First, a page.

A direct correlation exists between information technology and the cost of health care. The utilization of interfaces between different venues has allowed increases in efficiencies for billing practices spearheaded by the government with HIPAA. This interaction has streamlined processes that have direct impact on the money the government spends, permitting a reduction in the cost of care through federally funded programs like Medicare and adopted as a standard practice by most private insurance entities.
This is where the efficiency factor ends. In order to drive down costs for care there are secondary information technology practices that have been developed that need better support. In the January edition of CAP Today, the College of American Pathologists discuss the use of digital imaging in diagnostics and its delayed growth due to government agencies. The only true way to drive down the cost of care is to increase the speed in which accurate diagnosis and accurate treatment can be made. The use of the “cloud” could become the key to this in areas such as surgical pathology and hematopathology allowing digital image uploads to specialists rather than relying on only the basic knowledge of generalist pathology practioners.
The process works similar to digital radiology where images are uploaded for review by specialists in a secure cloud environment. In place of radiology films, entire slides are captured on film via special microscope cameras, allowing moving images for pathology review. These images can be used to enhance reporting by not only listing procedure and diagnostic code but also possessing a direct view to verify its accuracy.
The government takes an interest in speeding up the process of billing because of its direct and more easily understood relationship to savings. Advances such as digital imaging in pathology are harder to conceptualize because it may require more spending at the onset and take time before benefits to the bottom line are seen. There are also concerns about protecting patient in digital pathology. The protection of patient data is by no means a matter to be taken lightly and confidentiality is important. However, it seems it may be used a reason for delaying the advancement of technology because of a lack of understanding on how said advancements can clearly become reductions in spending.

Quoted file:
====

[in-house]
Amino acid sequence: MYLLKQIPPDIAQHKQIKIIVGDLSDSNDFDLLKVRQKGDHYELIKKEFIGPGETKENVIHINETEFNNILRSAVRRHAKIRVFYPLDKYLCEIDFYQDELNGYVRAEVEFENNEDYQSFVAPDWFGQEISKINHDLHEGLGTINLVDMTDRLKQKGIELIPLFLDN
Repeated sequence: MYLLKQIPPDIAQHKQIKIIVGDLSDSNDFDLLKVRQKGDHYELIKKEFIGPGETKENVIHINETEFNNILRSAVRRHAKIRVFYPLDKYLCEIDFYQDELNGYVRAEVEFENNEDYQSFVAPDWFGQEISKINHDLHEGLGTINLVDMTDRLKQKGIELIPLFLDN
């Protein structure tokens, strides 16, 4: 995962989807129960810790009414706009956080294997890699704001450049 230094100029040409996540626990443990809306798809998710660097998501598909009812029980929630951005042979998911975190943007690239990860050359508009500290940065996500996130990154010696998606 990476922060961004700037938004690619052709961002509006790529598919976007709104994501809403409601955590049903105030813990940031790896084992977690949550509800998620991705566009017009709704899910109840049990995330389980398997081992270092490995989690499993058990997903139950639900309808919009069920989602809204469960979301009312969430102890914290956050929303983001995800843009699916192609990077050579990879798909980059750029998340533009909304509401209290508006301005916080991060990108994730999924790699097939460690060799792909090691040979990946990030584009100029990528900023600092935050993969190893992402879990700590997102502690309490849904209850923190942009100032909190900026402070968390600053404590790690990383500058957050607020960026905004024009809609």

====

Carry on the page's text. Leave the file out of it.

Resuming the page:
There are no easy answers as bureaucracy is bureaucracy and will always be ours to work with. Educating politicians and drawing direct correlations between the uses of digital processes in speedy accurate diagnosis will start the process of removing the barriers one brick of cash at a time. Technology is not something to shy away from. It should be assumed as more generation Xers start coming to an age when medical care is a necessity, there will be more focus on the advances in technology that can reduce the cost of care. Technology will more clearly be viewed as an expectation rather than an added benefit or expense. This will prove to be revolutionary for the future. For the time being, the use of digital information technology for reducing the cost of care needs to be kept in the spotlight by all who have a means to do so.